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Marquette celebrates Constitution Day

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Assistant political science professor Paul Nolette speaks to students about the meaning of sticking to the Constitution. Photo by Alyce Peterson/ alyce.peterson@mu.edu

The Marquette political science department discussed original intent, equal treatment and the living constitution at the panel event “What does it mean to stick to the Constitution?” Monday to commemorate the 225th anniversary of the signing of the United States Constitution. The yearly panel gathers students and staff to discuss issues relating to the Constitution and its implications in our society and political process.

The featured speakers included Marquette law professor Gordon Hylton, associate professor of political science John McAdams, law professor Edward Fallone and assistant professor of political science Paul Nolette.

McAdams opened the panel discussion in the Raynor Memorial Libraries by talking about equal treatment as defined by the Constitution and how vague it can be in modern America.

“Thieves are treated differently than non-theives,” said McAdams, pointing out that in order to be just, not everyone can necessarily be treated equally at all times.

Fallone discussed the original intent of the Constitution. He highlighted the differences between an originalist view of the document, which advocates a view more similar to that of the Framers, and the understanding of a living Constitution, which argues that the meaning of the Constitution should be judged in light of the modern world.

“This dichotomy (between originalists and a living constitution) is an illusion,” concluded Fallone, “and there is no choice between the extremes because both theories tend to meet in the middle in practice.”

“In almost every case,” Hylton said during his speech, “political views precede constitutional views. People, for whatever reason, decide that what they believe should be the proper course the country should follow, and then they adopt a theory of a constitution that justifies that.”

Nolette discussed the point of a constitution in a world where sticking to it could cause an uproar.

“It sets forth the rules of the game. The structures in which politics will take place,” Nolette said.

After the panelists talked about their interpretations of what sticking to the Constitution means, students were encouraged to voice their thoughts in an open discussion.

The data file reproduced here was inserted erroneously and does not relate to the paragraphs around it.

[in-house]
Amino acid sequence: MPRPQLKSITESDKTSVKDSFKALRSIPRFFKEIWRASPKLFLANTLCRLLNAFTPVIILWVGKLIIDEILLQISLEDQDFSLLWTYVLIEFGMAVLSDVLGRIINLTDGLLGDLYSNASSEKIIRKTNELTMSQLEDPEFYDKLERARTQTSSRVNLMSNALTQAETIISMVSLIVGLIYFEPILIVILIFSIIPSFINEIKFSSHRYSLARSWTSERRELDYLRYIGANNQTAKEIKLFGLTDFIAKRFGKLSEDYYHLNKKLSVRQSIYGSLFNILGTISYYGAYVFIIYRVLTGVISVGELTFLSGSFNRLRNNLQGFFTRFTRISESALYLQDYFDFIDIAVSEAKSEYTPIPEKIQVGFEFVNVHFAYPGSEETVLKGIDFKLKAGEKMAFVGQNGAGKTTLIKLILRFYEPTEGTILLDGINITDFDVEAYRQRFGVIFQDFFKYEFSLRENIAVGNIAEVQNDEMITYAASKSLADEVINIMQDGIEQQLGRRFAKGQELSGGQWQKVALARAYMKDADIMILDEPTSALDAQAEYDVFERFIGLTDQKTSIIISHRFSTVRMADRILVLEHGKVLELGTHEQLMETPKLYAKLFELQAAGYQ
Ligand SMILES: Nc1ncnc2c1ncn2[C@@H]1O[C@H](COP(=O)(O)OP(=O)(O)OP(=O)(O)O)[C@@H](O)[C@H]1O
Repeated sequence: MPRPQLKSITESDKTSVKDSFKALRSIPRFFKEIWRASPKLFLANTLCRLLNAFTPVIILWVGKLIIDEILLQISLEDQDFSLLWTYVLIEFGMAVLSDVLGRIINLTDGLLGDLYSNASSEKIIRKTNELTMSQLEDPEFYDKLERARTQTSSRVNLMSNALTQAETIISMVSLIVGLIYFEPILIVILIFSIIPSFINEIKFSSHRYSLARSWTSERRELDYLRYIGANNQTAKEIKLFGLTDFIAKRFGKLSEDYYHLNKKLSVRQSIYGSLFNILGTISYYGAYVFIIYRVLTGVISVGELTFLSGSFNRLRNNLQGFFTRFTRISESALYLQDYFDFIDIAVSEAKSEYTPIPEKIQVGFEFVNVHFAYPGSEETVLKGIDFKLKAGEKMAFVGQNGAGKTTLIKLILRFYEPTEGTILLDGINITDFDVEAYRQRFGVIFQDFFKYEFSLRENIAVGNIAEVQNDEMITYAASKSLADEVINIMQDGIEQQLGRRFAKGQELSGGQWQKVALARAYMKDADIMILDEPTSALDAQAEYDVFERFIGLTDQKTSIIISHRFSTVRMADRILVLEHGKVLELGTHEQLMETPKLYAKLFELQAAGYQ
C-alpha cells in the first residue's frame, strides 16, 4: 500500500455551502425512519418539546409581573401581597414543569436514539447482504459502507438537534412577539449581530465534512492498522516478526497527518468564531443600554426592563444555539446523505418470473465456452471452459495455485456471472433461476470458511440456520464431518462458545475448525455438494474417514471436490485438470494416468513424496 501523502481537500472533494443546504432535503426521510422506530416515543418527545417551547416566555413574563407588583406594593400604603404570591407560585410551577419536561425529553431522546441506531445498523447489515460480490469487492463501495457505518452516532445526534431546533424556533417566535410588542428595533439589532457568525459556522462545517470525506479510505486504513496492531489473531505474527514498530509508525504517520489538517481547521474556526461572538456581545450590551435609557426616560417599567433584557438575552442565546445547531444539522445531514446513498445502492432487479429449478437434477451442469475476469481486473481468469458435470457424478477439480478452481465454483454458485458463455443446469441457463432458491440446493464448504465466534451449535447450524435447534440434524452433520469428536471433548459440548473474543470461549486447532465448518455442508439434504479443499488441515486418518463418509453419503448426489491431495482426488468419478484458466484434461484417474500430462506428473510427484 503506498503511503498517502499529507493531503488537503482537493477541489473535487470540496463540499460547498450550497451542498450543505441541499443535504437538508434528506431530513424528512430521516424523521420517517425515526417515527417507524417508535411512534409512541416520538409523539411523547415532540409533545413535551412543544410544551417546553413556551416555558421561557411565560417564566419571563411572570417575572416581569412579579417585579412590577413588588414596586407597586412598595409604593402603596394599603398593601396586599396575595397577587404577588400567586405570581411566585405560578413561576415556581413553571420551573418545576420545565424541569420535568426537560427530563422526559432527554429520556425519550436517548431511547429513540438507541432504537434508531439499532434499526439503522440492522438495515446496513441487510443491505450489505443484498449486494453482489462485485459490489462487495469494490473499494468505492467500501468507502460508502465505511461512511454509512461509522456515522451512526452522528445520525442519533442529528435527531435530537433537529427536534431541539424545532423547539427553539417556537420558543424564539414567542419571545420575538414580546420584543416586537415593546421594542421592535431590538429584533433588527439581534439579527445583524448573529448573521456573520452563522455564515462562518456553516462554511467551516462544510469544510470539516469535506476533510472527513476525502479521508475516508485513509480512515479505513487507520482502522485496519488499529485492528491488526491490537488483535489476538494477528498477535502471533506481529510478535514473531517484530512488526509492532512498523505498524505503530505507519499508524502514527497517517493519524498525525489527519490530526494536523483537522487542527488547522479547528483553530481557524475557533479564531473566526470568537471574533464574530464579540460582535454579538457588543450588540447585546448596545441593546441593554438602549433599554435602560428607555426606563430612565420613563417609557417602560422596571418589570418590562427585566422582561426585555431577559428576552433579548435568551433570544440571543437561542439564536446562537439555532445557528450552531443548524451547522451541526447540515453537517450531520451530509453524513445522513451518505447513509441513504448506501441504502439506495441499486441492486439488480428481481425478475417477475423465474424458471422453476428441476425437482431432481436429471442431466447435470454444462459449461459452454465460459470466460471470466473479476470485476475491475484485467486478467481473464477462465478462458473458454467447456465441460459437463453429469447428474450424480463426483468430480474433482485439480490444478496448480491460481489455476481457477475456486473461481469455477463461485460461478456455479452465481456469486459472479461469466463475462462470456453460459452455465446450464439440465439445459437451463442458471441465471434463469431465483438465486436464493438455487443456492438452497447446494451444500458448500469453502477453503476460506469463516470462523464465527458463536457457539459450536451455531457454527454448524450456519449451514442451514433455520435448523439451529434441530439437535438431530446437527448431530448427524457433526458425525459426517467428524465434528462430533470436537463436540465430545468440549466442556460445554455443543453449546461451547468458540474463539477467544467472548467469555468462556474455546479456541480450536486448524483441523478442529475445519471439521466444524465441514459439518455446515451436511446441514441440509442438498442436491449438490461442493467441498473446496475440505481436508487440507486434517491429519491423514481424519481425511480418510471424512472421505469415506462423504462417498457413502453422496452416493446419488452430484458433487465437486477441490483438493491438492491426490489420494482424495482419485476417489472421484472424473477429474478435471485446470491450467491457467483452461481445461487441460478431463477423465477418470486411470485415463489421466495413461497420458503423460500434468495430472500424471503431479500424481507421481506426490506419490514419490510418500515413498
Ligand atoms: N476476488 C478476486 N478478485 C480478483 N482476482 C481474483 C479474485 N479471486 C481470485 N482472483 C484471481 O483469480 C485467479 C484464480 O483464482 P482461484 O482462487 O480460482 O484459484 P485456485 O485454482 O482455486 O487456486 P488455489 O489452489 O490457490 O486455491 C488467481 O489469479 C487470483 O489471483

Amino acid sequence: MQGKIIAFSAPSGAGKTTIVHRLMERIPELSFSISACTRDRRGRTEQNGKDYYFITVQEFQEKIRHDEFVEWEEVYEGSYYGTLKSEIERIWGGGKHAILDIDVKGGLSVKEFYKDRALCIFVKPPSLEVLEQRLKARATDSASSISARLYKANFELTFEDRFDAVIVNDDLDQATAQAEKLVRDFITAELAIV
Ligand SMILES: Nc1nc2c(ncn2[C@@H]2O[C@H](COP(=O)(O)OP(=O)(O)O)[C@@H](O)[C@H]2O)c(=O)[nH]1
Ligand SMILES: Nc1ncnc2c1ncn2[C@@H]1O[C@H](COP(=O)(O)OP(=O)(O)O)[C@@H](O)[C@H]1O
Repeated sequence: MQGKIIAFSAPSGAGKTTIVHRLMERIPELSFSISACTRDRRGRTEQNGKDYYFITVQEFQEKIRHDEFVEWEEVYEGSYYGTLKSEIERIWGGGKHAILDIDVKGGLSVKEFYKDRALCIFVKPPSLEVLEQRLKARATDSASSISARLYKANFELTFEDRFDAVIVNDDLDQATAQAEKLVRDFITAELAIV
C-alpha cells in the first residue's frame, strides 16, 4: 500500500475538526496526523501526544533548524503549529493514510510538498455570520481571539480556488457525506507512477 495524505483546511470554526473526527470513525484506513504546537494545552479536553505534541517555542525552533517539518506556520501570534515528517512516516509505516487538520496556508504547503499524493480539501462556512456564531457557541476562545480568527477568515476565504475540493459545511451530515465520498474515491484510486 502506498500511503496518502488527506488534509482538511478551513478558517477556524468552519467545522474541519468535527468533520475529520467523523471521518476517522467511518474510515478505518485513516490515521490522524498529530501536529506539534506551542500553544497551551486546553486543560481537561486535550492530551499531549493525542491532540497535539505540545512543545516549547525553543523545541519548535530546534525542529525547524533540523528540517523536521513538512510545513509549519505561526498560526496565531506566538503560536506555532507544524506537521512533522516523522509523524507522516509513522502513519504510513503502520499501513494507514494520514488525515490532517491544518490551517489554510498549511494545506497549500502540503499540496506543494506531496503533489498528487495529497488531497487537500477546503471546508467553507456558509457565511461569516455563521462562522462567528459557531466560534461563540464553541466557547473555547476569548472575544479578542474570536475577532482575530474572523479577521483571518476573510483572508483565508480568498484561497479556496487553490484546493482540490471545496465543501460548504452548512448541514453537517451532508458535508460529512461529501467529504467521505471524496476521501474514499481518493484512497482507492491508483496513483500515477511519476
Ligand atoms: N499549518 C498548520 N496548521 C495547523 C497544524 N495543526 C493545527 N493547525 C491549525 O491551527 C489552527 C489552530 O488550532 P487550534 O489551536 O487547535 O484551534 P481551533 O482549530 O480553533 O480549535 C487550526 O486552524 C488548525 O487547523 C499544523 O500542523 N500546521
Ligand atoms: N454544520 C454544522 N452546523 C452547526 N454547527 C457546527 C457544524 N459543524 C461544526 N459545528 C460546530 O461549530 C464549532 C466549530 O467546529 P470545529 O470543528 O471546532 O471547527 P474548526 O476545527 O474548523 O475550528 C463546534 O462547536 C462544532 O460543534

College of Arts & Sciences senior and student Joseph Dobbs asked the panel about succession in relation to the Constitution, and, much to the amusement of the panel and audience, how West Virginia shouldn’t technically be a state. Since it became a state during the Civil War, it is questionable whether there was a legal basis for it to be admitted.

The panel discussion was a hit for attendees and professors in the political science department.

“It warmed my heart to see this many people are here to hear about and talk about the Constitution,” said associate professor and political science chair Lowell Barrington.

The students who attended the event buzzed about the panel discussion, particularly about the integrity of the professors on the panel.

“Overall, I liked it,” said Parisa Shiraz, a freshman in the College of Education. “I liked how it was set up, and I like how they respect each other’s opinions even though they may clash.”

Paulo Acuna, a sophomore in the College of Communication, agreed.

“I thought it was interesting how they all provided many different ways of analyzing and explaining what it means to stick to the Constitution, especially the one where they split the two thoughts between originalism and living Constitution,” Acuna said.

“By all means, lets stick to the Constitution, but please,” said Fallone, “let’s also stop sticking it to the Constitution.”

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